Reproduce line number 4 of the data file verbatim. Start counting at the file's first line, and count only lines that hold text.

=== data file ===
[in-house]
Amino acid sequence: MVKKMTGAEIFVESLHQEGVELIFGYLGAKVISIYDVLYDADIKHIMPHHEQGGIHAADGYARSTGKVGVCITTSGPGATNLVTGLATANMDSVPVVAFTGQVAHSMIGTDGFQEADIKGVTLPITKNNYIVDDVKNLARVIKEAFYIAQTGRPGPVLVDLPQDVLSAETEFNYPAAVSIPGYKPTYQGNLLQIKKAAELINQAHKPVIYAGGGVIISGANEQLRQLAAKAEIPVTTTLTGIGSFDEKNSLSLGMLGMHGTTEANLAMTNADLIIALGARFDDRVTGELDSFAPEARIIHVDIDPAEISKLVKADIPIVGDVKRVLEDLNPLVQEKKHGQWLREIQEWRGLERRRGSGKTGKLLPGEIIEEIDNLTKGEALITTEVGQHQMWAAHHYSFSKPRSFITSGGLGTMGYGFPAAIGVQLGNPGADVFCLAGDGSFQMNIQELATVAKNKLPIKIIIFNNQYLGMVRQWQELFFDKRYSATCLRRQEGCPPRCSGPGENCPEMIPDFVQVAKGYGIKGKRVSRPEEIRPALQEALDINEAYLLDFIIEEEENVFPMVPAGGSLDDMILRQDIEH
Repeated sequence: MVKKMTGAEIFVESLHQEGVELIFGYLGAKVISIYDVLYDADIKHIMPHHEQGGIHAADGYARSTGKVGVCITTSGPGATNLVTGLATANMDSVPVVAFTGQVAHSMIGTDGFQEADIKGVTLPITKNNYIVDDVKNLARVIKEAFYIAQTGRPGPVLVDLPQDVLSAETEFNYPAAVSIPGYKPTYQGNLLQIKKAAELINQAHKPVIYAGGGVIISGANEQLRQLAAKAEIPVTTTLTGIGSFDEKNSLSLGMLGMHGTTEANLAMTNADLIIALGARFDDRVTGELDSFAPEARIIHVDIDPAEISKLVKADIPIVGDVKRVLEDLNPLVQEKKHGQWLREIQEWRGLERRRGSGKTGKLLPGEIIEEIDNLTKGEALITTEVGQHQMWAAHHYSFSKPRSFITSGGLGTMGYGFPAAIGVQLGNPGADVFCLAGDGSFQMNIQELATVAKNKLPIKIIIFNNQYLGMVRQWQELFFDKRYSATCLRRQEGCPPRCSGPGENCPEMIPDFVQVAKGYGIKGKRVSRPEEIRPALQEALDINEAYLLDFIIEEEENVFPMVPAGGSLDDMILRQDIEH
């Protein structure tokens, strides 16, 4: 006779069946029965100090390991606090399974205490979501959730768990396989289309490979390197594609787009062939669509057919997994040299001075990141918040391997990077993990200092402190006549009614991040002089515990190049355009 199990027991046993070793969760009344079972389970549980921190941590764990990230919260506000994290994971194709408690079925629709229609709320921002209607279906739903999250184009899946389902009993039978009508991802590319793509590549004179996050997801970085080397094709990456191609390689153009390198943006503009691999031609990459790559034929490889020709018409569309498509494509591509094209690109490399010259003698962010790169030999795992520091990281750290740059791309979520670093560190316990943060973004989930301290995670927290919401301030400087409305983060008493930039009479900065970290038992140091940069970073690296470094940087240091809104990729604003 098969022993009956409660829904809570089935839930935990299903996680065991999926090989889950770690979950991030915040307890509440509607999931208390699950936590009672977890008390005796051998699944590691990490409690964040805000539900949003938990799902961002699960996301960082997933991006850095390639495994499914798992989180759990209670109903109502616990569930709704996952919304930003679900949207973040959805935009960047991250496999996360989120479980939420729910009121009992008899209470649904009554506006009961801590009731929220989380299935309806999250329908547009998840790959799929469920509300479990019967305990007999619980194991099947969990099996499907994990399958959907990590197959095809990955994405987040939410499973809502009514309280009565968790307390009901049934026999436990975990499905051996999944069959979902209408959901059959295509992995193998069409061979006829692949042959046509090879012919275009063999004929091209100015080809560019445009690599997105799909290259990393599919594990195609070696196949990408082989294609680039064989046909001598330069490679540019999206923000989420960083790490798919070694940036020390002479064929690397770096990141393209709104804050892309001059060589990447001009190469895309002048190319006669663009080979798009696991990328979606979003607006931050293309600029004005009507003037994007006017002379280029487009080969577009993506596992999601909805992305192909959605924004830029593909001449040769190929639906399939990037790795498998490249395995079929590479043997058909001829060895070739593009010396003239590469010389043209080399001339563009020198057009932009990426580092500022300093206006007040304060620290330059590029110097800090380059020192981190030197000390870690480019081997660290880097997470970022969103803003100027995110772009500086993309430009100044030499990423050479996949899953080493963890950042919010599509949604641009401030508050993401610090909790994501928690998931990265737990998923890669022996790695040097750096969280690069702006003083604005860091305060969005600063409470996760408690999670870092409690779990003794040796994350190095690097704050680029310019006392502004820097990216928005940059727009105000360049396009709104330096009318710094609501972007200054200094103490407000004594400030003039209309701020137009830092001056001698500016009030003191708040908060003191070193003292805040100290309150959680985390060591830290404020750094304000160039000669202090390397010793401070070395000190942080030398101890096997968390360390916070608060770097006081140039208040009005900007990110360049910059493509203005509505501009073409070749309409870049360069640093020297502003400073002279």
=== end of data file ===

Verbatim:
């Protein structure tokens, strides 16, 4: 006779069946029965100090390991606090399974205490979501959730768990396989289309490979390197594609787009062939669509057919997994040299001075990141918040391997990077993990200092402190006549009614991040002089515990190049355009 199990027991046993070793969760009344079972389970549980921190941590764990990230919260506000994290994971194709408690079925629709229609709320921002209607279906739903999250184009899946389902009993039978009508991802590319793509590549004179996050997801970085080397094709990456191609390689153009390198943006503009691999031609990459790559034929490889020709018409569309498509494509591509094209690109490399010259003698962010790169030999795992520091990281750290740059791309979520670093560190316990943060973004989930301290995670927290919401301030400087409305983060008493930039009479900065970290038992140091940069970073690296470094940087240091809104990729604003 098969022993009956409660829904809570089935839930935990299903996680065991999926090989889950770690979950991030915040307890509440509607999931208390699950936590009672977890008390005796051998699944590691990490409690964040805000539900949003938990799902961002699960996301960082997933991006850095390639495994499914798992989180759990209670109903109502616990569930709704996952919304930003679900949207973040959805935009960047991250496999996360989120479980939420729910009121009992008899209470649904009554506006009961801590009731929220989380299935309806999250329908547009998840790959799929469920509300479990019967305990007999619980194991099947969990099996499907994990399958959907990590197959095809990955994405987040939410499973809502009514309280009565968790307390009901049934026999436990975990499905051996999944069959979902209408959901059959295509992995193998069409061979006829692949042959046509090879012919275009063999004929091209100015080809560019445009690599997105799909290259990393599919594990195609070696196949990408082989294609680039064989046909001598330069490679540019999206923000989420960083790490798919070694940036020390002479064929690397770096990141393209709104804050892309001059060589990447001009190469895309002048190319006669663009080979798009696991990328979606979003607006931050293309600029004005009507003037994007006017002379280029487009080969577009993506596992999601909805992305192909959605924004830029593909001449040769190929639906399939990037790795498998490249395995079929590479043997058909001829060895070739593009010396003239590469010389043209080399001339563009020198057009932009990426580092500022300093206006007040304060620290330059590029110097800090380059020192981190030197000390870690480019081997660290880097997470970022969103803003100027995110772009500086993309430009100044030499990423050479996949899953080493963890950042919010599509949604641009401030508050993401610090909790994501928690998931990265737990998923890669022996790695040097750096969280690069702006003083604005860091305060969005600063409470996760408690999670870092409690779990003794040796994350190095690097704050680029310019006392502004820097990216928005940059727009105000360049396009709104330096009318710094609501972007200054200094103490407000004594400030003039209309701020137009830092001056001698500016009030003191708040908060003191070193003292805040100290309150959680985390060591830290404020750094304000160039000669202090390397010793401070070395000190942080030398101890096997968390360390916070608060770097006081140039208040009005900007990110360049910059493509203005509505501009073409070749309409870049360069640093020297502003400073002279």